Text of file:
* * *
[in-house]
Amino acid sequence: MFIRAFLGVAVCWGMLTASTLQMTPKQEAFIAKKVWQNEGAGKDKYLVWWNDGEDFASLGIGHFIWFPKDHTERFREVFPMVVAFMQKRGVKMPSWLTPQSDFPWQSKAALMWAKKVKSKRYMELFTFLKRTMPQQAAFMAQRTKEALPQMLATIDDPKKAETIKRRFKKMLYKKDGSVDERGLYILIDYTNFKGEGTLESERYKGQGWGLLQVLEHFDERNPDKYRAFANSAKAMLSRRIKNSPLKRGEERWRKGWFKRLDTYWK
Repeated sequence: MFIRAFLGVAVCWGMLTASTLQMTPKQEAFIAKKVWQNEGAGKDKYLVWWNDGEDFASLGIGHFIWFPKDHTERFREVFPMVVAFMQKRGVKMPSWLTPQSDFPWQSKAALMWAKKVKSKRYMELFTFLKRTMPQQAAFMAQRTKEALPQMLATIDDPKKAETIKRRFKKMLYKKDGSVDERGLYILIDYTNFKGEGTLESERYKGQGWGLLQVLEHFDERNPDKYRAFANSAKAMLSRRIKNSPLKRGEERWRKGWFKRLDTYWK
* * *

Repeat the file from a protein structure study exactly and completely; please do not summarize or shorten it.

[in-house]
Amino acid sequence: MFIRAFLGVAVCWGMLTASTLQMTPKQEAFIAKKVWQNEGAGKDKYLVWWNDGEDFASLGIGHFIWFPKDHTERFREVFPMVVAFMQKRGVKMPSWLTPQSDFPWQSKAALMWAKKVKSKRYMELFTFLKRTMPQQAAFMAQRTKEALPQMLATIDDPKKAETIKRRFKKMLYKKDGSVDERGLYILIDYTNFKGEGTLESERYKGQGWGLLQVLEHFDERNPDKYRAFANSAKAMLSRRIKNSPLKRGEERWRKGWFKRLDTYWK
Repeated sequence: MFIRAFLGVAVCWGMLTASTLQMTPKQEAFIAKKVWQNEGAGKDKYLVWWNDGEDFASLGIGHFIWFPKDHTERFREVFPMVVAFMQKRGVKMPSWLTPQSDFPWQSKAALMWAKKVKSKRYMELFTFLKRTMPQQAAFMAQRTKEALPQMLATIDDPKKAETIKRRFKKMLYKKDGSVDERGLYILIDYTNFKGEGTLESERYKGQGWGLLQVLEHFDERNPDKYRAFANSAKAMLSRRIKNSPLKRGEERWRKGWFKRLDTYWK